Digital Yard Logistics at Swiss Post

Success Story

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Die Schweizer Post setzt in ihrer Hoflogistik auf INFORMs YMS mit intelligenten Optimierungsalgorithmen, um die notwendige Effizienz in diesem hochkomplexen Prozess zu erreichen. Nacht für Nacht muss die Schweizerische Post in der Lage sein, bis zu einer halben Million Briefe und Pakete landesweit zu transportieren. Die Disponenten müssen mit Hunderten von Wechselbrücken gleichzeitig jonglieren, dafür sorgen, dass die Docks richtig zugeordnet sind und der Einsatz von Rangiereinheiten und schienengebundenen Portalkränen optimiert ist.

Effizienter und pünktlicher Paketversand

Die Schweizer Post AG (Swiss Post) ist ein staatlicher Logistikspezialist, der in mehr als einer Hinsicht eine Klasse für sich ist. Von Briefen und Paketen über den öffentlichen Personentransport bis hin zu Finanztransaktionen sorgen die 60.000 Mitarbeiter der Post dafür, dass alles zur richtigen Zeit am richtigen Ort ist. Zwischen 1997 und 1999 investierte das Unternehmen rund 500 Millionen CHF (471 Millionen EUR oder 537 Millionen USD) in das Projekt Paketpost 2000. Das Projekt umfasste den Bau von drei neuen, hochmodernen Paketzentren mit eigenem Gleisanschluss und schienengebundenen Portalkränen sowie den Aufbau eines Logistiknetzes aus Paketzentren und 66 Paketstandorten bis hin zum Zustellpunkt. Ziel war es, eine flächendeckende Versorgung mit Postdienstleistungen zum bestmöglichen Preis für den Endkunden sicherzustellen.

Dieser Artikel ist ausschließlich in englischer Sprache erhältlich.


This complex logistic system can operate at a maximum capacity of 135 million parcels per year. Night after night, Swiss Post must be in a position to transport as many as half a million letters and parcels around the country. Dispatchers have to juggle hundreds of swap bodies at the same time, ensuring that docks have been correctly assigned, and the use of shunting units and rail-mounted gantry cranes has been optimized. Otherwise, they run the risk of missing the sorting cut-off. Everything is planned down to last minute, ensuring that any change of plan goes straight to dispatch. After all, delays on the road or on the rails are par for the course in this business. Swiss Post relies on INFORM’s AI empowered Yard Management System (YMS) with smart optimization algorithms powering its yard logistics to achieve the necessary level of efficiency in this highly complex process. These systems record incoming and outgoing vehicles and recommend to the dispatcher which goods have to be moved to which dock and in what order, and how best to move swap bodies and semi-trailers. “In the 1990s, we had a flat system in place that was spread across the whole day,” says Stefan Luginbuhl, Head of Transport and Sorting at Swiss Post. The market has since changed. Now goods arrive at the centers in the evenings at such peak volumes that dispatch using conventional planning methods is simply impossible. “Our customers want to hand over their parcels as late as possible but still expect rapid, next-day delivery,” says Luginbuhl.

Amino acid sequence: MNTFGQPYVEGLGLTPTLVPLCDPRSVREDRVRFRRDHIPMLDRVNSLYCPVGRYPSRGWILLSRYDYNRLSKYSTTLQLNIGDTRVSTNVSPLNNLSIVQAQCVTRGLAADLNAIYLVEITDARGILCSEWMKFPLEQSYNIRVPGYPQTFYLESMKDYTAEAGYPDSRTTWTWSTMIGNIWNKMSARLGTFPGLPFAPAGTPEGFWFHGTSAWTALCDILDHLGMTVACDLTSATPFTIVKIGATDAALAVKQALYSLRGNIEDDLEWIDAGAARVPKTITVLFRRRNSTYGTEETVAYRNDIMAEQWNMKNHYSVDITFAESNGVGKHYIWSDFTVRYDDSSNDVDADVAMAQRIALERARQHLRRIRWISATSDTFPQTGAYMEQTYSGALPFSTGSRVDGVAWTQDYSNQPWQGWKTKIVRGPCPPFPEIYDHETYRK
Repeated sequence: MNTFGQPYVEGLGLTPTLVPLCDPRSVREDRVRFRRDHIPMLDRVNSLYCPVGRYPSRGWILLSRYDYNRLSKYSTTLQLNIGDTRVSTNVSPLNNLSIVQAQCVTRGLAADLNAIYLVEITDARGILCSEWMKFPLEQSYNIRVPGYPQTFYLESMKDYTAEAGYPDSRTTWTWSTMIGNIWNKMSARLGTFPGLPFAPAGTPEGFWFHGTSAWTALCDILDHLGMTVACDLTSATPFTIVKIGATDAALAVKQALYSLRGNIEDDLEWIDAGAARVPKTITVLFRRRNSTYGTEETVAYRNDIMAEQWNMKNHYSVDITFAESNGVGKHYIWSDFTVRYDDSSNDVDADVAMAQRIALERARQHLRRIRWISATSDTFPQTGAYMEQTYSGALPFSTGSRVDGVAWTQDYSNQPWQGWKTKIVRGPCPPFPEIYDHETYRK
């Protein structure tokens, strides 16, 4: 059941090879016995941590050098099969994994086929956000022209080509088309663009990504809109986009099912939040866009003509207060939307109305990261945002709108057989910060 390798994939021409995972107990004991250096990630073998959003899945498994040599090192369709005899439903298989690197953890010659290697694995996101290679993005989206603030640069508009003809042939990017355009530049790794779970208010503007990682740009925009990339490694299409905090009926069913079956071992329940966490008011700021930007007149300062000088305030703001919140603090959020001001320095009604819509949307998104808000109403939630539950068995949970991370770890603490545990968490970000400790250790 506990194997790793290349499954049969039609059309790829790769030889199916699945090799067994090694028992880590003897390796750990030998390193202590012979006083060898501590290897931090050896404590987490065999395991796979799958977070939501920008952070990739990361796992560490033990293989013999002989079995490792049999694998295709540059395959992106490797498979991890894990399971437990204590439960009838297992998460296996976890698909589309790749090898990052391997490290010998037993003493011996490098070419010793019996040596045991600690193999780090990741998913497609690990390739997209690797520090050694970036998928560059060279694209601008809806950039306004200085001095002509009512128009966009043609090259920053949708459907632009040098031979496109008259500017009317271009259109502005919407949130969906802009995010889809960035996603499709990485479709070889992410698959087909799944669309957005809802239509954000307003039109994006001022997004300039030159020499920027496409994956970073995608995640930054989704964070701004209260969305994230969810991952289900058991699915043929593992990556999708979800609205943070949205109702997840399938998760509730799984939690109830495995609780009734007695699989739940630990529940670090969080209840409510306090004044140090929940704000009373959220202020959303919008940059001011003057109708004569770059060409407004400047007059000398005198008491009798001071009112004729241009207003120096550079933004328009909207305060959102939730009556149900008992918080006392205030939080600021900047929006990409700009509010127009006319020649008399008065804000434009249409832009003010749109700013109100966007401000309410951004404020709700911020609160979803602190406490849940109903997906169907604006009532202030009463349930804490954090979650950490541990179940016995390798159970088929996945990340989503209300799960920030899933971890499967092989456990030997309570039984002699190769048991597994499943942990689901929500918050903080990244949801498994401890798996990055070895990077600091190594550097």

There have been three areas of radical change at Swiss Post over the past few years:

1. Fluctuating volumes: There are substantial variations in the volume of posts from day to day, and particularly from month to month. “We are running at double our normal capacity in June and July, and even in December,” says Luginbuhl. The logistics structure has been designed to take these variations into account.

2. Evening peak: The rise of e-commerce has also had a dramatic effect on processes at Swiss Post. “Customers order online, and retailers try to offer order cut-off times that are as late as possible,” says Luginbuhl. “But the goods still need to be delivered the next day.” As a result, peak times at Swiss Post are shifting to later and later in the day.

3. Customized orders: “People used to order goods by mail order or by phone and just hoped that the delivery would arrive in one day,” recalls Luginbuhl. “Now they place their orders and can also choose when, where, and how they want the goods to be delivered.” This trend toward customized deliveries complicates standardized logistics processes.

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